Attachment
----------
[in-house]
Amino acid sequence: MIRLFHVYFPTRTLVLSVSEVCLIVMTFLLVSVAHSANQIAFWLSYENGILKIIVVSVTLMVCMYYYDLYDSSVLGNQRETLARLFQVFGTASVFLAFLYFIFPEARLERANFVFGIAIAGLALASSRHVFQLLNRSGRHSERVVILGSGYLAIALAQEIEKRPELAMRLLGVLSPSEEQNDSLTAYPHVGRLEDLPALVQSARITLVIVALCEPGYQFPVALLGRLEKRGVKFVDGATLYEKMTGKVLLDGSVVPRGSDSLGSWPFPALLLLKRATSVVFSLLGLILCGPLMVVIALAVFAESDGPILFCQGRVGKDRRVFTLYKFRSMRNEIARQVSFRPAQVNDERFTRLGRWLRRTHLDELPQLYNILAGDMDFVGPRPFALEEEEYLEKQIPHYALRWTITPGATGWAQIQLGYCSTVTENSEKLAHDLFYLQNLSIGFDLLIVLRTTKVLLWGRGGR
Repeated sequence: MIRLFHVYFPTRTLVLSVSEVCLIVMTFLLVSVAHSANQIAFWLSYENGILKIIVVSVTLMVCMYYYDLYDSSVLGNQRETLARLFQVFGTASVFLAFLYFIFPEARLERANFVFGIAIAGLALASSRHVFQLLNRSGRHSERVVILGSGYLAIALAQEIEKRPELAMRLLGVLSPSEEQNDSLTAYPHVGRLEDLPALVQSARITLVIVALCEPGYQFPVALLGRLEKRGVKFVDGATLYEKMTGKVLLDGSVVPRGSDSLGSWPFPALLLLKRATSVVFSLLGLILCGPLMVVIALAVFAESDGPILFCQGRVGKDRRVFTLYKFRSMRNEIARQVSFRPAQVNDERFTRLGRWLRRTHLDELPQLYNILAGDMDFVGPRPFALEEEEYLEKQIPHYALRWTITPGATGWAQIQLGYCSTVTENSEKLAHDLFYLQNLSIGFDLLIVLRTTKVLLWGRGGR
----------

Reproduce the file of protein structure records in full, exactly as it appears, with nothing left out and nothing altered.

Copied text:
[in-house]
Amino acid sequence: MIRLFHVYFPTRTLVLSVSEVCLIVMTFLLVSVAHSANQIAFWLSYENGILKIIVVSVTLMVCMYYYDLYDSSVLGNQRETLARLFQVFGTASVFLAFLYFIFPEARLERANFVFGIAIAGLALASSRHVFQLLNRSGRHSERVVILGSGYLAIALAQEIEKRPELAMRLLGVLSPSEEQNDSLTAYPHVGRLEDLPALVQSARITLVIVALCEPGYQFPVALLGRLEKRGVKFVDGATLYEKMTGKVLLDGSVVPRGSDSLGSWPFPALLLLKRATSVVFSLLGLILCGPLMVVIALAVFAESDGPILFCQGRVGKDRRVFTLYKFRSMRNEIARQVSFRPAQVNDERFTRLGRWLRRTHLDELPQLYNILAGDMDFVGPRPFALEEEEYLEKQIPHYALRWTITPGATGWAQIQLGYCSTVTENSEKLAHDLFYLQNLSIGFDLLIVLRTTKVLLWGRGGR
Repeated sequence: MIRLFHVYFPTRTLVLSVSEVCLIVMTFLLVSVAHSANQIAFWLSYENGILKIIVVSVTLMVCMYYYDLYDSSVLGNQRETLARLFQVFGTASVFLAFLYFIFPEARLERANFVFGIAIAGLALASSRHVFQLLNRSGRHSERVVILGSGYLAIALAQEIEKRPELAMRLLGVLSPSEEQNDSLTAYPHVGRLEDLPALVQSARITLVIVALCEPGYQFPVALLGRLEKRGVKFVDGATLYEKMTGKVLLDGSVVPRGSDSLGSWPFPALLLLKRATSVVFSLLGLILCGPLMVVIALAVFAESDGPILFCQGRVGKDRRVFTLYKFRSMRNEIARQVSFRPAQVNDERFTRLGRWLRRTHLDELPQLYNILAGDMDFVGPRPFALEEEEYLEKQIPHYALRWTITPGATGWAQIQLGYCSTVTENSEKLAHDLFYLQNLSIGFDLLIVLRTTKVLLWGRGGR